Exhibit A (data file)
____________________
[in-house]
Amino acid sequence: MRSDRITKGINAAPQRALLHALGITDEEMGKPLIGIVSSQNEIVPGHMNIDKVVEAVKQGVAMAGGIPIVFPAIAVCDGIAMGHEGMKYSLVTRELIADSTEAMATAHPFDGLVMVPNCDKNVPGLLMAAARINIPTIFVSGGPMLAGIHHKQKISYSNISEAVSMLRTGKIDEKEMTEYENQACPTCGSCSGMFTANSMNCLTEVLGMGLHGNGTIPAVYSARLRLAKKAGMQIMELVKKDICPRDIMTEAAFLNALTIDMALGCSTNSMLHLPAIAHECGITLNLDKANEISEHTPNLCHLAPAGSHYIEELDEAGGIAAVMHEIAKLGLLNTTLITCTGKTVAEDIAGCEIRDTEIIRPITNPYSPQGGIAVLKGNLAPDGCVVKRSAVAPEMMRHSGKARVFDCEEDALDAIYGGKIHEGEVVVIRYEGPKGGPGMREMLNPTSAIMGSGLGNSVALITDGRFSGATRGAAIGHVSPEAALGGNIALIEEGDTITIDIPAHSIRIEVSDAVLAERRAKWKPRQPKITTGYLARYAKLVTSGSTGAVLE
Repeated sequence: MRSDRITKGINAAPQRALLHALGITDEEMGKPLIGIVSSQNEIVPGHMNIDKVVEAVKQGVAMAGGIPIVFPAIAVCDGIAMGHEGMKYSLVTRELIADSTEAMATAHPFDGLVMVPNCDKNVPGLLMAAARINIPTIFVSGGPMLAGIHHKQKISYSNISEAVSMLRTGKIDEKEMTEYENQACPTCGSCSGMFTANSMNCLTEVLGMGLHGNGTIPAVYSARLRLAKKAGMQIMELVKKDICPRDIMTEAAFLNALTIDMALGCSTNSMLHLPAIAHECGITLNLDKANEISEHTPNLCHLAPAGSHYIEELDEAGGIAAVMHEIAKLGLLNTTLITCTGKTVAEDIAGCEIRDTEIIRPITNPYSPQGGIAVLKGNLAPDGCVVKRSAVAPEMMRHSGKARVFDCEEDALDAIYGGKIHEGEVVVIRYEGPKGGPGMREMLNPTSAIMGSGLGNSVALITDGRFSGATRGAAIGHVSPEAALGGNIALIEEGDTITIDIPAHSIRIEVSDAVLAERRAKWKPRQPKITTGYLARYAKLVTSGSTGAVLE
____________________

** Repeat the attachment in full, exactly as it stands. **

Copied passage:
[in-house]
Amino acid sequence: MRSDRITKGINAAPQRALLHALGITDEEMGKPLIGIVSSQNEIVPGHMNIDKVVEAVKQGVAMAGGIPIVFPAIAVCDGIAMGHEGMKYSLVTRELIADSTEAMATAHPFDGLVMVPNCDKNVPGLLMAAARINIPTIFVSGGPMLAGIHHKQKISYSNISEAVSMLRTGKIDEKEMTEYENQACPTCGSCSGMFTANSMNCLTEVLGMGLHGNGTIPAVYSARLRLAKKAGMQIMELVKKDICPRDIMTEAAFLNALTIDMALGCSTNSMLHLPAIAHECGITLNLDKANEISEHTPNLCHLAPAGSHYIEELDEAGGIAAVMHEIAKLGLLNTTLITCTGKTVAEDIAGCEIRDTEIIRPITNPYSPQGGIAVLKGNLAPDGCVVKRSAVAPEMMRHSGKARVFDCEEDALDAIYGGKIHEGEVVVIRYEGPKGGPGMREMLNPTSAIMGSGLGNSVALITDGRFSGATRGAAIGHVSPEAALGGNIALIEEGDTITIDIPAHSIRIEVSDAVLAERRAKWKPRQPKITTGYLARYAKLVTSGSTGAVLE
Repeated sequence: MRSDRITKGINAAPQRALLHALGITDEEMGKPLIGIVSSQNEIVPGHMNIDKVVEAVKQGVAMAGGIPIVFPAIAVCDGIAMGHEGMKYSLVTRELIADSTEAMATAHPFDGLVMVPNCDKNVPGLLMAAARINIPTIFVSGGPMLAGIHHKQKISYSNISEAVSMLRTGKIDEKEMTEYENQACPTCGSCSGMFTANSMNCLTEVLGMGLHGNGTIPAVYSARLRLAKKAGMQIMELVKKDICPRDIMTEAAFLNALTIDMALGCSTNSMLHLPAIAHECGITLNLDKANEISEHTPNLCHLAPAGSHYIEELDEAGGIAAVMHEIAKLGLLNTTLITCTGKTVAEDIAGCEIRDTEIIRPITNPYSPQGGIAVLKGNLAPDGCVVKRSAVAPEMMRHSGKARVFDCEEDALDAIYGGKIHEGEVVVIRYEGPKGGPGMREMLNPTSAIMGSGLGNSVALITDGRFSGATRGAAIGHVSPEAALGGNIALIEEGDTITIDIPAHSIRIEVSDAVLAERRAKWKPRQPKITTGYLARYAKLVTSGSTGAVLE